Rev. Matt Tittle, at Keep the Faith, is blogging about sources of wisdom, using as his guide the "six sources recognized in Unitarian Universalism." He starts off with a post about experiencing God, "that transcending mystery and wonder which moves us to a renewal of the spirit and an openness to the forces which create and uphold life." He asks at the end of his post, "When do you experience God?"
My dh's aunt once remarked, while looking at a beautiful landscape in a set of vacation slides, "how can one look at that and say there is no god?" I'm in awe of the beauty of nature too, but... what about those experiences that don't immediately make one think of a renewal of the spirit? Sometimes getting to the life-affirming part takes a little more effort. Here's my experience (adapted from a sermon of mine):
Way back in May of 1980 Mt. St. Helens in Washington State erupted - or exploded. Half the mountain fell into Spirit Lake, trees were toppled like pick up sticks, ash was thrown up into the atmosphere, falling over a huge radius out from the mountain. Total devastation, right?
Yes... and no. My brother, who lived in Yakima at the time, sent us jars of volcanic ash. I couldn't keep it - it made me shudder. Thinking of the destruction wrought by the eruption and looking at the ash made me think of crematories and death.
Seven years later, the dh and I visited Mt. St. Helens with our 16-month old son. Along with the others willing to venture out in the soggy mists, we observed the trees still lying on the ground like tossed and broken Tinker toys, the bare ground that had been scoured clean by ash, pumice and lava flow. In photos of the area before the eruption, the mountain had been postcard perfect, a symmetrical cone with snow surrounding the crater at the top, lush trees growing up the sides – just what one would imagine a scenic volcano to look like.
Now the north side appeared jaggedly broken open as if someone had taken a gigantic hammer to it. The mountain appeared lumpy and barren -- no trees, little snow, mostly bare grey ground. The formerly pristine Spirit Lake, a favorite destination of day-trippers for swimming and boating, now a swamp filled with the skeletons of rotting trees and other debris. The scene was desolate, stark and depressing. It seemed nothing was alive, that nothing could live, in this bleak environment.
The paths where visitors could walk were clearly posted. In addition to walking the self-guided paths, we opted to take advantage of a guided walk. The staff was still working out of makeshift quarters, and the visitor’s center was little more than a trailer surrounded by a gravel parking lot topping mud and ash. Our guide took us along a path that was cordoned off from the general public. After describing the eruption, she pointed out some of the obvious changes in the landscape. She then asked us if we saw any signs of life – most in the group answered negatively. She leaned over to move a few dead branches aside, exposing small green shoots with purple buds.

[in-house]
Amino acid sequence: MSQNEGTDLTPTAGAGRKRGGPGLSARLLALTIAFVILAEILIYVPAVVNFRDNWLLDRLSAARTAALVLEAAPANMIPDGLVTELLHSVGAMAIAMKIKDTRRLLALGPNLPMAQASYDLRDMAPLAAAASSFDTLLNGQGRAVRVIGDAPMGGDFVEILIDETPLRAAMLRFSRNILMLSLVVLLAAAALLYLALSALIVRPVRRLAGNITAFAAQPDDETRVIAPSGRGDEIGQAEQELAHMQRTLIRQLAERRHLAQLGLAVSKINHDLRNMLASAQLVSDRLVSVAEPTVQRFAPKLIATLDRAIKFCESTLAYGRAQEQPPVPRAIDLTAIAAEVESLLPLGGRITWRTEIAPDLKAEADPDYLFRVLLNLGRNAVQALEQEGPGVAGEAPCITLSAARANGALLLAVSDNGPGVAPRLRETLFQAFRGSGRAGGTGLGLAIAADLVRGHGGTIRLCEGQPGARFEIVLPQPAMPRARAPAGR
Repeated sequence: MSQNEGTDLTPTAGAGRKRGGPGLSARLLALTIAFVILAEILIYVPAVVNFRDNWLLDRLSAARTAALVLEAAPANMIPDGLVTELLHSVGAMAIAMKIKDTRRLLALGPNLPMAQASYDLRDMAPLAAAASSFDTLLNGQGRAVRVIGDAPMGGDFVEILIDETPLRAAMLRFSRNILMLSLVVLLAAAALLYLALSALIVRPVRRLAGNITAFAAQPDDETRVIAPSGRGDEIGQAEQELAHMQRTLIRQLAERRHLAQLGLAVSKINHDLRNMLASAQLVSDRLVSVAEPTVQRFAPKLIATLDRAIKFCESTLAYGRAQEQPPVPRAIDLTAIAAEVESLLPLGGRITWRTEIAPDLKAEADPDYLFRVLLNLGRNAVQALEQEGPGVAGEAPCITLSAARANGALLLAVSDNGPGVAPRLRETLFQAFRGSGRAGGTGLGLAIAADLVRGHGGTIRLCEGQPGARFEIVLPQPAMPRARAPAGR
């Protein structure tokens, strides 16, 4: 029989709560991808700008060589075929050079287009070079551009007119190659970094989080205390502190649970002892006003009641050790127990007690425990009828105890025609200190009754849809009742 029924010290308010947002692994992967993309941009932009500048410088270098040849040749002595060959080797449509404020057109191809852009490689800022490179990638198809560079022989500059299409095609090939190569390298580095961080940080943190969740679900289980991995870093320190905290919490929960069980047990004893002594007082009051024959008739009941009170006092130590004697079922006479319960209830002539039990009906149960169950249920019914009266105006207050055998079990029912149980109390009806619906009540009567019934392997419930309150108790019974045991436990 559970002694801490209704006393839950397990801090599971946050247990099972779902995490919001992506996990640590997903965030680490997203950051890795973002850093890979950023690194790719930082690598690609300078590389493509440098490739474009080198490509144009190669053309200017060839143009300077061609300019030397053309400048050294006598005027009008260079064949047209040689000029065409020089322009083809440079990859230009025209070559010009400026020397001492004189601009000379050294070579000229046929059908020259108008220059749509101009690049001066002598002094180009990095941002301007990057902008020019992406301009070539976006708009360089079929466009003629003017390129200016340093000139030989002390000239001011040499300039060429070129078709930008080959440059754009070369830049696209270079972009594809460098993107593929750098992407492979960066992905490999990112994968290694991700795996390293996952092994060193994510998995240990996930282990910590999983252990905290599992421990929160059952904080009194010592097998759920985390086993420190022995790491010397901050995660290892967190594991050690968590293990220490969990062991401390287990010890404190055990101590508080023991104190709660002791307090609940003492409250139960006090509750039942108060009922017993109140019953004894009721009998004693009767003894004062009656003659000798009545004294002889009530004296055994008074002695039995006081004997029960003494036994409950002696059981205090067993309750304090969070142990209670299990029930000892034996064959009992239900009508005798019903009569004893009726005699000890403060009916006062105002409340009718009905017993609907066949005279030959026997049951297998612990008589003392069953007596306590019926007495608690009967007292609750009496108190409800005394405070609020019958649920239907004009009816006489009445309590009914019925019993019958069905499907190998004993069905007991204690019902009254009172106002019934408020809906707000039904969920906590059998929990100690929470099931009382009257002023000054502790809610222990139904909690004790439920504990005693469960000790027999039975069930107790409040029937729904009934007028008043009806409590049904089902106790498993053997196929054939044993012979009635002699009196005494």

“Fireweed,” she said, “it’s one of the first things to come back when there’s been such heat and destruction. There are patches up and down the mountainside, the loose soil is ideal for these plants. These weeds will prepare the ground for more plants, and, eventually, trees. This is why we have to stay strictly on the paths. We don’t want to destroy the tender new plants.”
Another seven years passed, and we were able to return to Mt. St. Helens, now 14 years after the eruption. This time we approached the Volcanic Monument as a very different family. We now had three children. And, they were so excited to be in a place so different from the relatively flat Midwest.
They and their father ran ahead on the path surrounding the visitor center, while I took a minute to sit and catch my breath. I looked out on a new lake, scooped out by the previous destruction, where people were kayaking and playing. I looked up at the clear sky – blue with some wispy clouds high above me. I contemplated the ruined mountain, its jagged top and still-barren slopes. This time I noticed new growth creeping up the side of the mountain. A few trees, struggling to grow upright. Newly built visitor centers, with people inside learning about the awesome power of nature to create and destroy. Humanity taking what nature had re-shaped, continuing the work of re-forming the landscape – trying to be more intentional about working with, instead of against, nature.
This planet is not just a slab of inert matter, provided for us to shape as we will. We are not its masters, we are part of it. The forces of nature, the elements that our forebears saw as basic to life, move and change and shape the planet… and us. But we are not totally passive, either. We mold and change and shape in turn, though not always wisely. That's interdependence in action.
It was one of those moments of clarity, when my theology met reality and hummed in harmony. I like to focus on the sweet, abundant, fertile and fruitful “mother nature” image of this planet – and it’s a valid image. But, it’s only part of the story. In order to know the planet - In order to know the holy - one has to understand the whole life cycle. Death and destruction are as necessary a part of the natural cycle as the beautiful sunsets and butterflies. What results is sometimes a terrible beauty, but beauty nonetheless.
It is oh, so tempting to want to have a story of life that is always clean and beautiful. But, life is - the divine is - clean and messy, beautiful and terrible, serene and tempestuous.
Blessings on your journey.